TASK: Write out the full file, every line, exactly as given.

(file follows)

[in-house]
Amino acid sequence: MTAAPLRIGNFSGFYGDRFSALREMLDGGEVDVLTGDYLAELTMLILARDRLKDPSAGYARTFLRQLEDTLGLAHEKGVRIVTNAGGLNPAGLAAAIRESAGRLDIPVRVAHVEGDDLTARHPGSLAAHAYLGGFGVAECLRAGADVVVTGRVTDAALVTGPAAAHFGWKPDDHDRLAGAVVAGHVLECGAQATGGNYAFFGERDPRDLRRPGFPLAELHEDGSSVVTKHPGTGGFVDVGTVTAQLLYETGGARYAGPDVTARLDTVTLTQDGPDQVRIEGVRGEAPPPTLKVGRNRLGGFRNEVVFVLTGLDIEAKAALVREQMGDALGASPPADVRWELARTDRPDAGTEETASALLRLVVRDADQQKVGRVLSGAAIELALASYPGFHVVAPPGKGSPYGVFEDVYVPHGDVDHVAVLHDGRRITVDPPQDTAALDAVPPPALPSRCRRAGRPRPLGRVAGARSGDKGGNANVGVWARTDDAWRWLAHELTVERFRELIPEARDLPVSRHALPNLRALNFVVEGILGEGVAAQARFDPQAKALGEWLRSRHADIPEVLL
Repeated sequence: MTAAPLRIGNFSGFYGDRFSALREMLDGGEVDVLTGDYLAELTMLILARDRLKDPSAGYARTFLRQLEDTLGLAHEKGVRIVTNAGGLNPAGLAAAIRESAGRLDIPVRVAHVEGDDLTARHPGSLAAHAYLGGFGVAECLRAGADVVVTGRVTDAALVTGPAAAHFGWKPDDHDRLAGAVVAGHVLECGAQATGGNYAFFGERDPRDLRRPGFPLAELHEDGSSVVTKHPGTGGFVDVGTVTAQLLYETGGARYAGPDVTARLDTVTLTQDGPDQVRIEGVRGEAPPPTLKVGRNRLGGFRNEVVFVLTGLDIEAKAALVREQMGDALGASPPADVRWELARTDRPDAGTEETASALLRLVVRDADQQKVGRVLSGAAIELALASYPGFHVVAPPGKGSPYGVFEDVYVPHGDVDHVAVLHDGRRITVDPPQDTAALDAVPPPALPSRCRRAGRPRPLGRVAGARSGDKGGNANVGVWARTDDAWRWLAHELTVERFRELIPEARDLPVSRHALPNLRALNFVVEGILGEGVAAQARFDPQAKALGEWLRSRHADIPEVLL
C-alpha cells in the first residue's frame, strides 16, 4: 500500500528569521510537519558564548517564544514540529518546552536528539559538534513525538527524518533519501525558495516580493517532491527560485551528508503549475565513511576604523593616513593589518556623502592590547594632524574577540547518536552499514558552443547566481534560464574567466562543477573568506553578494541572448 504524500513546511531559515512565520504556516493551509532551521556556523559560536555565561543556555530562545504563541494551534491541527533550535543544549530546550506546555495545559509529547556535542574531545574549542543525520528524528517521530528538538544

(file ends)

[in-house]
Amino acid sequence: MTAAPLRIGNFSGFYGDRFSALREMLDGGEVDVLTGDYLAELTMLILARDRLKDPSAGYARTFLRQLEDTLGLAHEKGVRIVTNAGGLNPAGLAAAIRESAGRLDIPVRVAHVEGDDLTARHPGSLAAHAYLGGFGVAECLRAGADVVVTGRVTDAALVTGPAAAHFGWKPDDHDRLAGAVVAGHVLECGAQATGGNYAFFGERDPRDLRRPGFPLAELHEDGSSVVTKHPGTGGFVDVGTVTAQLLYETGGARYAGPDVTARLDTVTLTQDGPDQVRIEGVRGEAPPPTLKVGRNRLGGFRNEVVFVLTGLDIEAKAALVREQMGDALGASPPADVRWELARTDRPDAGTEETASALLRLVVRDADQQKVGRVLSGAAIELALASYPGFHVVAPPGKGSPYGVFEDVYVPHGDVDHVAVLHDGRRITVDPPQDTAALDAVPPPALPSRCRRAGRPRPLGRVAGARSGDKGGNANVGVWARTDDAWRWLAHELTVERFRELIPEARDLPVSRHALPNLRALNFVVEGILGEGVAAQARFDPQAKALGEWLRSRHADIPEVLL
Repeated sequence: MTAAPLRIGNFSGFYGDRFSALREMLDGGEVDVLTGDYLAELTMLILARDRLKDPSAGYARTFLRQLEDTLGLAHEKGVRIVTNAGGLNPAGLAAAIRESAGRLDIPVRVAHVEGDDLTARHPGSLAAHAYLGGFGVAECLRAGADVVVTGRVTDAALVTGPAAAHFGWKPDDHDRLAGAVVAGHVLECGAQATGGNYAFFGERDPRDLRRPGFPLAELHEDGSSVVTKHPGTGGFVDVGTVTAQLLYETGGARYAGPDVTARLDTVTLTQDGPDQVRIEGVRGEAPPPTLKVGRNRLGGFRNEVVFVLTGLDIEAKAALVREQMGDALGASPPADVRWELARTDRPDAGTEETASALLRLVVRDADQQKVGRVLSGAAIELALASYPGFHVVAPPGKGSPYGVFEDVYVPHGDVDHVAVLHDGRRITVDPPQDTAALDAVPPPALPSRCRRAGRPRPLGRVAGARSGDKGGNANVGVWARTDDAWRWLAHELTVERFRELIPEARDLPVSRHALPNLRALNFVVEGILGEGVAAQARFDPQAKALGEWLRSRHADIPEVLL
C-alpha cells in the first residue's frame, strides 16, 4: 500500500528569521510537519558564548517564544514540529518546552536528539559538534513525538527524518533519501525558495516580493517532491527560485551528508503549475565513511576604523593616513593589518556623502592590547594632524574577540547518536552499514558552443547566481534560464574567466562543477573568506553578494541572448 504524500513546511531559515512565520504556516493551509532551521556556523559560536555565561543556555530562545504563541494551534491541527533550535543544549530546550506546555495545559509529547556535542574531545574549542543525520528524528517521530528538538544